So you joke about going to Mexico for 6 months and being fluent in spanish – Well, I actually did that, and I am quite fluent in Spanish now. After all that effort to learn Chinese and still remain basic, while learning Spanish in 6 months – I feel truly feel the pain. With fluency is spanish and some high school french, I could spend 2 months in France, Brazil and Italy each, and gain good fluency in French, Portuguese and Italian. (Speaking seriously, I think I will, at least with Portuguese. Having never studied, I can read and understand 70%).

    I feel like an idiot, not because I’m not progressing very far, but because I’ve decided to keep trying. After immersion learning Spanish so quickly, I’m short term planning months abroad of mandarin-learning in China, I’ve started weekly skype conversations with my many close Chinese graduate school friends, I even have a f@#$ing renren account. I understand it may take 10+ years – but I’m young, I got time. Especially if my future brings me to China. When I read the title of the article- I couldn’t help but think “Well, sh$t”, having spent that much time in what may become a failed endeavor. But it’s honestly a bit refreshing to hear the magnitude and scope how difficult it is for others. It’s in some ways a bit of validation and vindication. I imagine the accomplishment of Mandarin fluency not to be a feat of great language learning ability, but rather of borderline superhuman patience, stubbornness, dedication and teethgrinding – and to me, the latter is far more impressive. If I am indeed an idiot, I’m glad I’m not the only one.

  28. Tony

    The best place to learn mandarin is in a refrigerator. Why do I say that? Well why does ‘good’ mandarin as spoken by newsreaders in Beijing sound like hissing and very different to that spoken by say a native Cantonese speaker. Simply because mandarin as a northern Chinese language is spoken in -30 temperatures. You don’t open your mouth wide in -30 degrees, you hiss the words out. As a result it is a very difficult language for those of us from warm climates. And I agree with the general tenor of the article. Why learn Mandarin if you are a native English speaker.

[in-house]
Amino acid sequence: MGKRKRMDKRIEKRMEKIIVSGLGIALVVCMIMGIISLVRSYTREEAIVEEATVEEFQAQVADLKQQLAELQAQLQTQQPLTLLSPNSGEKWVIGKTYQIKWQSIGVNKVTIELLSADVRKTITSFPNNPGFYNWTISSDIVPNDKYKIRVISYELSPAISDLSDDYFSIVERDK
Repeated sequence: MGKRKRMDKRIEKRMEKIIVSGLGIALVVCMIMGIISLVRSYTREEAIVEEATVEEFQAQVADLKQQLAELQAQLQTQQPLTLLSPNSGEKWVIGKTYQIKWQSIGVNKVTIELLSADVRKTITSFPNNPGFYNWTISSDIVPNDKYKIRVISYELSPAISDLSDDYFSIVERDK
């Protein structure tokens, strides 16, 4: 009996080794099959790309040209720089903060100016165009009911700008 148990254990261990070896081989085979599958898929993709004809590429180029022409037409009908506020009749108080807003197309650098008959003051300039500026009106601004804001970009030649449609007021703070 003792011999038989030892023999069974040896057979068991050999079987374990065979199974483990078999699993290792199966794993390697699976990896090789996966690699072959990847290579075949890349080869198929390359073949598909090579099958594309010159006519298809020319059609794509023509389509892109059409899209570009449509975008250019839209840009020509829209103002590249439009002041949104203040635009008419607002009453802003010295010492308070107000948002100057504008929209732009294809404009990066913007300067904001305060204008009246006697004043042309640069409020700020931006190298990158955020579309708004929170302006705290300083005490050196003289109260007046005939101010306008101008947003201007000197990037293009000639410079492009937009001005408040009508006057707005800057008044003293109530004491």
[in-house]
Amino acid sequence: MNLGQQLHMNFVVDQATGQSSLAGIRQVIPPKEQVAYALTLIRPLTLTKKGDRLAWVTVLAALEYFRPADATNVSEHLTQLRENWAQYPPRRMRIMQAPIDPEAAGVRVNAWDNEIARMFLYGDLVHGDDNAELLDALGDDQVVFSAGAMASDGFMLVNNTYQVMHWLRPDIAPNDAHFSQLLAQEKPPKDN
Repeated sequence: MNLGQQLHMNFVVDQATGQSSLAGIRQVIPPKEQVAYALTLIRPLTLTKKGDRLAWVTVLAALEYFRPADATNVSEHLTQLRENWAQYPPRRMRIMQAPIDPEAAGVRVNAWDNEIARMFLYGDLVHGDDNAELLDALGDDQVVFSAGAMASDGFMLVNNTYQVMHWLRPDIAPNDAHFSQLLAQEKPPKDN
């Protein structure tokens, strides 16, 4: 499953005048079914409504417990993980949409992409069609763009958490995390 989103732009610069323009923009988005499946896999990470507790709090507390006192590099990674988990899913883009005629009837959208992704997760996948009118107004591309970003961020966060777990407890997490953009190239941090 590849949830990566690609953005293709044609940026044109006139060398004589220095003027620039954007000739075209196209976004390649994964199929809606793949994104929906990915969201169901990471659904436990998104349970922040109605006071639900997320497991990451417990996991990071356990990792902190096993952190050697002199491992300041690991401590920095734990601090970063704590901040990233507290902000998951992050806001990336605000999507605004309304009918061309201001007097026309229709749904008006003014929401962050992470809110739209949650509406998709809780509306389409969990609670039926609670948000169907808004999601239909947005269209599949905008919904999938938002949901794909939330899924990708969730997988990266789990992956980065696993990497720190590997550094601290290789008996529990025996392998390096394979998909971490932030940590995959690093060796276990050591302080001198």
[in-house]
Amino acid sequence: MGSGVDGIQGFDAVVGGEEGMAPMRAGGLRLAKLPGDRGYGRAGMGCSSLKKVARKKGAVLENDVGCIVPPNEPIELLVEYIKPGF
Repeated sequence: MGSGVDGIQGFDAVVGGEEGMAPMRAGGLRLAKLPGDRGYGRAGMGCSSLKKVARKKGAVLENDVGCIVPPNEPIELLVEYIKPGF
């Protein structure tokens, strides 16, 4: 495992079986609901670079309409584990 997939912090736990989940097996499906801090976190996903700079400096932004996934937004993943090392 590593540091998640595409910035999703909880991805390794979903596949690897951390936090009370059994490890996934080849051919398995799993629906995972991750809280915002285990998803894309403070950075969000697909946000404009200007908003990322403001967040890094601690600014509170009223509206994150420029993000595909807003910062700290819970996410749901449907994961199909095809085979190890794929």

There are 400 million Chinese in China learning English and doing quite well. My travels in China surprised me as many Chinese who have never left China spoke it reasonably well. In contrast very few (comparatively) English speakers are learning Mandarin. In the USA 51,000 university students are studying Chinese. In Britain in 2010, 750,000 people took the Chinese proficiency test however 670,000 were native Chinese speakers looking for marks in what for them is an easy subject.

    Most of the people studying Mandarin overseas are Chinese. Its the same in Australia. But even in Singapore few learn the written language. Now with technology there is even less reason to learn Mandarin. Google or Microsoft can translate it for you. And numbers of people speaking Mandarin doesn’t count. If it did we should all start learning Hindi.

    The other great disadvantage of Mandarin apart from its tonal qualities is the character based script which takes forever to master if you are not a talented artist.

    English is the defacto world language as the British Empire has spread it around the world in contrast the great majority of Mandarin speakers are clustered in China as most overseas Chinese speak Cantonese or Hokkien or another of the many Chinese dialects especially if they left 30+ years ago.